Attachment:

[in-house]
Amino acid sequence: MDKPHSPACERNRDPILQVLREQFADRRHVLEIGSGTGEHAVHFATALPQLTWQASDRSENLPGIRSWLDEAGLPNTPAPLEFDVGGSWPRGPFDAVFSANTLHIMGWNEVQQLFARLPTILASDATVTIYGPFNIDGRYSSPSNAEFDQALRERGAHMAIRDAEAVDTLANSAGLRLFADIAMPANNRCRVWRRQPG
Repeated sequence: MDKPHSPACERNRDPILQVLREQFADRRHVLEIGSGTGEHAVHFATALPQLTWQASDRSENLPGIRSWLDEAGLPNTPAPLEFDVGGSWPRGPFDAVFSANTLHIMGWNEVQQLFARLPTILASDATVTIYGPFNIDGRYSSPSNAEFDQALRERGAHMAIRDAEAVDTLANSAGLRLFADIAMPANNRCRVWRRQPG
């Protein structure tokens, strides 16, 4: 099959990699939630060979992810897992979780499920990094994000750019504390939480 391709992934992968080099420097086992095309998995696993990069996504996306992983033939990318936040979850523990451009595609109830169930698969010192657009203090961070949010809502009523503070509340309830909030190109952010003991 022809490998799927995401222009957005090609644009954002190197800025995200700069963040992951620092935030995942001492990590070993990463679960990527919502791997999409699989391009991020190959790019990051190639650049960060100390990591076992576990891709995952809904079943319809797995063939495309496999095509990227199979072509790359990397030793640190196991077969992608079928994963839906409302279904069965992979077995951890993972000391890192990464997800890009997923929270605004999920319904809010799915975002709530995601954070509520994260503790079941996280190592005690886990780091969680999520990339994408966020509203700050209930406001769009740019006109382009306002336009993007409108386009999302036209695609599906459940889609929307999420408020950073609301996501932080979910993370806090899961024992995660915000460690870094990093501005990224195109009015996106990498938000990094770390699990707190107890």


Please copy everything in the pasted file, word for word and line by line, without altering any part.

[in-house]
Amino acid sequence: MDKPHSPACERNRDPILQVLREQFADRRHVLEIGSGTGEHAVHFATALPQLTWQASDRSENLPGIRSWLDEAGLPNTPAPLEFDVGGSWPRGPFDAVFSANTLHIMGWNEVQQLFARLPTILASDATVTIYGPFNIDGRYSSPSNAEFDQALRERGAHMAIRDAEAVDTLANSAGLRLFADIAMPANNRCRVWRRQPG
Repeated sequence: MDKPHSPACERNRDPILQVLREQFADRRHVLEIGSGTGEHAVHFATALPQLTWQASDRSENLPGIRSWLDEAGLPNTPAPLEFDVGGSWPRGPFDAVFSANTLHIMGWNEVQQLFARLPTILASDATVTIYGPFNIDGRYSSPSNAEFDQALRERGAHMAIRDAEAVDTLANSAGLRLFADIAMPANNRCRVWRRQPG
């Protein structure tokens, strides 16, 4: 099959990699939630060979992810897992979780499920990094994000750019504390939480 391709992934992968080099420097086992095309998995696993990069996504996306992983033939990318936040979850523990451009595609109830169930698969010192657009203090961070949010809502009523503070509340309830909030190109952010003991 022809490998799927995401222009957005090609644009954002190197800025995200700069963040992951620092935030995942001492990590070993990463679960990527919502791997999409699989391009991020190959790019990051190639650049960060100390990591076992576990891709995952809904079943319809797995063939495309496999095509990227199979072509790359990397030793640190196991077969992608079928994963839906409302279904069965992979077995951890993972000391890192990464997800890009997923929270605004999920319904809010799915975002709530995601954070509520994260503790079941996280190592005690886990780091969680999520990339994408966020509203700050209930406001769009740019006109382009306002336009993007409108386009999302036209695609599906459940889609929307999420408020950073609301996501932080979910993370806090899961024992995660915000460690870094990093501005990224195109009015996106990498938000990094770390699990707190107890």